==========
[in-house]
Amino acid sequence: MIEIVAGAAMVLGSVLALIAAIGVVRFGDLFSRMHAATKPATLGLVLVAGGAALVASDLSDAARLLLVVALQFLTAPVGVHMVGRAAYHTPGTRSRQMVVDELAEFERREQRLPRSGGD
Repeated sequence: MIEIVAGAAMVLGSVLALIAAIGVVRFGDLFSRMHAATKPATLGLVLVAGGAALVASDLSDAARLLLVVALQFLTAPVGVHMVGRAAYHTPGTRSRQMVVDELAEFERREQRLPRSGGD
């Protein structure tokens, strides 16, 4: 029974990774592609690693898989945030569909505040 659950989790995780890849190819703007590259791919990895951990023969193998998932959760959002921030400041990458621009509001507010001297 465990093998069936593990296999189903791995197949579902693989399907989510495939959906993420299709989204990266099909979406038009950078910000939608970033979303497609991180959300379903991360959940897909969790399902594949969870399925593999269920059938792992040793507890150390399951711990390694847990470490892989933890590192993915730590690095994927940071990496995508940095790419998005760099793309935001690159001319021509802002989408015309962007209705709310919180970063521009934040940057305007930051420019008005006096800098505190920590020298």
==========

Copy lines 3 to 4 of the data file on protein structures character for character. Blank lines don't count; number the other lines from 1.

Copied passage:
Repeated sequence: MIEIVAGAAMVLGSVLALIAAIGVVRFGDLFSRMHAATKPATLGLVLVAGGAALVASDLSDAARLLLVVALQFLTAPVGVHMVGRAAYHTPGTRSRQMVVDELAEFERREQRLPRSGGD
């Protein structure tokens, strides 16, 4: 029974990774592609690693898989945030569909505040 659950989790995780890849190819703007590259791919990895951990023969193998998932959760959002921030400041990458621009509001507010001297 465990093998069936593990296999189903791995197949579902693989399907989510495939959906993420299709989204990266099909979406038009950078910000939608970033979303497609991180959300379903991360959940897909969790399902594949969870399925593999269920059938792992040793507890150390399951711990390694847990470490892989933890590192993915730590690095994927940071990496995508940095790419998005760099793309935001690159001319021509802002989408015309962007209705709310919180970063521009934040940057305007930051420019008005006096800098505190920590020298």